How to Enable User Account Sharing

With file sharing turned on, you can now decide if you wish to share user account home folders. When you enable this option, a Mac user who has a home folder on your Mac can access it from a PC running Windows 7, Windows 8, or Windows 10, as long as they log in with the same user account information on the PC.

  1. Just below the Share files and folder using SMB section is a list of user accounts on your Mac. Place a checkmark next to the account that you wish to allow to share files. You'll be asked to enter the password for the selected account. Provide the password and click OK.

  2. Repeat the above steps for any additional users that you want to have access to SMB file sharing.

  3. Click the Done button once you have the user accounts you wish to share configured.

How to Define Access Rights

Folders you add to the shared list have a set of defined access rights. By default, the current owner of the folder has read and write access; everyone else is limited to read access.

You can change the default access rights by performing the following steps.

  1. Select a folder in the list of Shared Folders.

  2. The Users list will display the names of the users who have access rights. Next to each user's name is a menu of available access rights.

  3. Add a user to the list by clicking the plus (+) sign just below the Users list.

  4. A drop-down sheet will display a list of the Users & Groups on your Mac. The list includes individual users as well as groups, such as administrators.

    You can also select individuals from your Contacts list, but this requires the Mac and the PC to use the same directory services.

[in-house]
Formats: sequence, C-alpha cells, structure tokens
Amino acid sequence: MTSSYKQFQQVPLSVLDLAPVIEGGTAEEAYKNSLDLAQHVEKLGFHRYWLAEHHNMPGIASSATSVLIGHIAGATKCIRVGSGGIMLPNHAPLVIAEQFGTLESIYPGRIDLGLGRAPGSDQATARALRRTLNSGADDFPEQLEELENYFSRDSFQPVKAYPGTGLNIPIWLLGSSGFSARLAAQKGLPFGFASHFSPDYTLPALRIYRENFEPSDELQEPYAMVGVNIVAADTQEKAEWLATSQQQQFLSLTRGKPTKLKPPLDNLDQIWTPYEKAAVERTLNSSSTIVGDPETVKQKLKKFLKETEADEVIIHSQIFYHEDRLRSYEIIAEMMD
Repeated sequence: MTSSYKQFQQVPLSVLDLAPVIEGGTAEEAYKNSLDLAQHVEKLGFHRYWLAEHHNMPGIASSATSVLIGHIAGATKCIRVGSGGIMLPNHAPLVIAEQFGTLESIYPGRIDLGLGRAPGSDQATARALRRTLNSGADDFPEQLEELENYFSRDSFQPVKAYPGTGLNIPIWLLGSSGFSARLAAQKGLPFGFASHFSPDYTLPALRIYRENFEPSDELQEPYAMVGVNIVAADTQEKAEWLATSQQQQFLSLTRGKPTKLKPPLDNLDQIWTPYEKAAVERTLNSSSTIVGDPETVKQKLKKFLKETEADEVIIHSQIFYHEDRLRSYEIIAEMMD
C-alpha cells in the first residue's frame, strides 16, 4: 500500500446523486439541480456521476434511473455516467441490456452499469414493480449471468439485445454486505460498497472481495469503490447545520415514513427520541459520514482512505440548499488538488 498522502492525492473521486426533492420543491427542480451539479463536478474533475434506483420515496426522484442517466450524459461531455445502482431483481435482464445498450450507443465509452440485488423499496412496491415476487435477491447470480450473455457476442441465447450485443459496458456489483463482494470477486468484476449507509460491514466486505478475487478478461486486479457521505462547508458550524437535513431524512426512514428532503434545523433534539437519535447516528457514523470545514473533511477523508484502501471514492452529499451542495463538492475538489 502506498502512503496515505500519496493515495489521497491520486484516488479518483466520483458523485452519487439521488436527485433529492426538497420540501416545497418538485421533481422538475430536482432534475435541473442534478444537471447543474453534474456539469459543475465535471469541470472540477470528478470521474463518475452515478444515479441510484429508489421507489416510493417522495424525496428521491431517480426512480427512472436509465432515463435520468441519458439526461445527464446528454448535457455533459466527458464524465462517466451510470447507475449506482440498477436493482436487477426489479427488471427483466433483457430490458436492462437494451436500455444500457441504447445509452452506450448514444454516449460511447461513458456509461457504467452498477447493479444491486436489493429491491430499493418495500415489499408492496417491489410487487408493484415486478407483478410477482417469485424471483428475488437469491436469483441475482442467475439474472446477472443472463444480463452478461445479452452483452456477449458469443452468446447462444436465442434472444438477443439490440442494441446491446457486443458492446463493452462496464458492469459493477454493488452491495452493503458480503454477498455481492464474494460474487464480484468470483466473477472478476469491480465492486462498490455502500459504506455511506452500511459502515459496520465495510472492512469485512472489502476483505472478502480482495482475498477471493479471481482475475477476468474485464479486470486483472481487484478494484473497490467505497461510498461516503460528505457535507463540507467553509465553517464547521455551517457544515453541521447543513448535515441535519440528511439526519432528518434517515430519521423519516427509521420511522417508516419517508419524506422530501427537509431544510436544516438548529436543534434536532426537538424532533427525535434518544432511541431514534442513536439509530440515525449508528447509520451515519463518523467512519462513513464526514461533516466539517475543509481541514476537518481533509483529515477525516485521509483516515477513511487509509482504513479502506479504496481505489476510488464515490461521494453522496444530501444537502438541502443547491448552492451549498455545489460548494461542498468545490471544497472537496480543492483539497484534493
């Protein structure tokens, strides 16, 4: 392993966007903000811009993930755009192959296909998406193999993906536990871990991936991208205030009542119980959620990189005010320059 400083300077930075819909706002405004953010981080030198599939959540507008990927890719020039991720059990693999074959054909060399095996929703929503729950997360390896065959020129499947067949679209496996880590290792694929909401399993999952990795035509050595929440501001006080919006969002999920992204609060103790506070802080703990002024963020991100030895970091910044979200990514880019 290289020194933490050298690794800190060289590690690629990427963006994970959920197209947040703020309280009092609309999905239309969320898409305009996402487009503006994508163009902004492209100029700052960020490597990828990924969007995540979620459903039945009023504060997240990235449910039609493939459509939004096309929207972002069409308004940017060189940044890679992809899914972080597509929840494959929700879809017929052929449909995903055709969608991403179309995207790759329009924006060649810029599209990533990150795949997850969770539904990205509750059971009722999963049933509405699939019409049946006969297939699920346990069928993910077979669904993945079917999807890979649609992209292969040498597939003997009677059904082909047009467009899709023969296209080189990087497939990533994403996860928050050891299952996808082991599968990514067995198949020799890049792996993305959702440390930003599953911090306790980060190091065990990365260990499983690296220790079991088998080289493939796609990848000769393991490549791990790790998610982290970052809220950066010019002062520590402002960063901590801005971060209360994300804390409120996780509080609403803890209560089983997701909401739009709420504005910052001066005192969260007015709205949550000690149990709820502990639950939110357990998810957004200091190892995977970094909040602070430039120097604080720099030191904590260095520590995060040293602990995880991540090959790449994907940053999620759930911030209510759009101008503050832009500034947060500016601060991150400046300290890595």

5. Click a name or group in the list, and then click the Select button.

  6. To change access rights for a user or group, click their name in the Users list, and then click the current access rights for that user or group.

  7. A pop-up menu will appear with a list of available access rights. Four types of access rights are available, but not all of them are available for every type of user.

    • Read & Write. The user can read files, copy files, create new files, edit files within the shared folder, and delete files from the shared folder.
    • Read Only. The user may read files, but not create, edit, copy, or delete files.
    • Write Only (Drop Box). The user may copy files to the drop box, but won't be able to see or access the contents of the drop box folder.
    • No Access. The user will not be able to access any files in the shared folder or any information about the shared folder. This access option is primarily used for the special Everyone user, which is a way to allow or prevent guest access to folders.

  8. Select the type of access you wish to allow.

  9. Repeat these steps for each shared folder and user.

  10. Depending on the type of computer you are trying to share files with, you may also need to configure a Workgroup Name.